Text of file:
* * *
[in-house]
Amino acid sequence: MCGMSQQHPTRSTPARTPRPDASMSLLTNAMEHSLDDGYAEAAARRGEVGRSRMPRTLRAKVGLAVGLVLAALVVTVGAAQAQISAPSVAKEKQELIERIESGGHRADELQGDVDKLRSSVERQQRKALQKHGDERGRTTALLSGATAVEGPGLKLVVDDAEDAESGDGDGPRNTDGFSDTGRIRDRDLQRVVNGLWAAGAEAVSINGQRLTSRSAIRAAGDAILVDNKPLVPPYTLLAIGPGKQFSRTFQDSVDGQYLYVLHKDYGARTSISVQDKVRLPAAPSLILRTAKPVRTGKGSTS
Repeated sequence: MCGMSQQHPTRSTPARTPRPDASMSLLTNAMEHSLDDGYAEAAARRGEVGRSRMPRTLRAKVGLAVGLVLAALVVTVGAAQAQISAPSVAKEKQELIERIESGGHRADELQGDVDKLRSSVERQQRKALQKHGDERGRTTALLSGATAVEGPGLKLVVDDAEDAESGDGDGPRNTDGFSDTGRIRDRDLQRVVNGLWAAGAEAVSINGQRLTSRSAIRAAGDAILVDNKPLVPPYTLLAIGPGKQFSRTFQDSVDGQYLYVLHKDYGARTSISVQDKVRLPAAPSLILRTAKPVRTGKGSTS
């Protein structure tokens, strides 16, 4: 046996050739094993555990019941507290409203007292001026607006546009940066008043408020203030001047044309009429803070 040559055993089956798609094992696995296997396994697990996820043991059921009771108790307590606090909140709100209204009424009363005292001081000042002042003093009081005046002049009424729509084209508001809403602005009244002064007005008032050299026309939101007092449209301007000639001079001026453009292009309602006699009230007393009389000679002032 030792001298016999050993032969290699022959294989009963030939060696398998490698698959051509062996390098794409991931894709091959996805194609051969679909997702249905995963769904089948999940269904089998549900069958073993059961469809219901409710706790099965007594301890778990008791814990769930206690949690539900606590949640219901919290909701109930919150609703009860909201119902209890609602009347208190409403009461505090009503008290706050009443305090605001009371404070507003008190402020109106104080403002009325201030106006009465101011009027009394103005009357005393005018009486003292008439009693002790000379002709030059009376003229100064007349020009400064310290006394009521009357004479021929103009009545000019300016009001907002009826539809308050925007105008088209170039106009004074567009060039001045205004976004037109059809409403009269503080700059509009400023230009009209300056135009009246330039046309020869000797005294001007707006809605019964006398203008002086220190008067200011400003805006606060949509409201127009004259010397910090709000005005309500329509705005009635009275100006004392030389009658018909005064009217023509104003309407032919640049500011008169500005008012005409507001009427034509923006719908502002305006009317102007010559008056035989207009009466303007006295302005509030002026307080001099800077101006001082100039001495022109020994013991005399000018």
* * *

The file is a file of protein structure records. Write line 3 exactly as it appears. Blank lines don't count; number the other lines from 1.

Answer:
Repeated sequence: MCGMSQQHPTRSTPARTPRPDASMSLLTNAMEHSLDDGYAEAAARRGEVGRSRMPRTLRAKVGLAVGLVLAALVVTVGAAQAQISAPSVAKEKQELIERIESGGHRADELQGDVDKLRSSVERQQRKALQKHGDERGRTTALLSGATAVEGPGLKLVVDDAEDAESGDGDGPRNTDGFSDTGRIRDRDLQRVVNGLWAAGAEAVSINGQRLTSRSAIRAAGDAILVDNKPLVPPYTLLAIGPGKQFSRTFQDSVDGQYLYVLHKDYGARTSISVQDKVRLPAAPSLILRTAKPVRTGKGSTS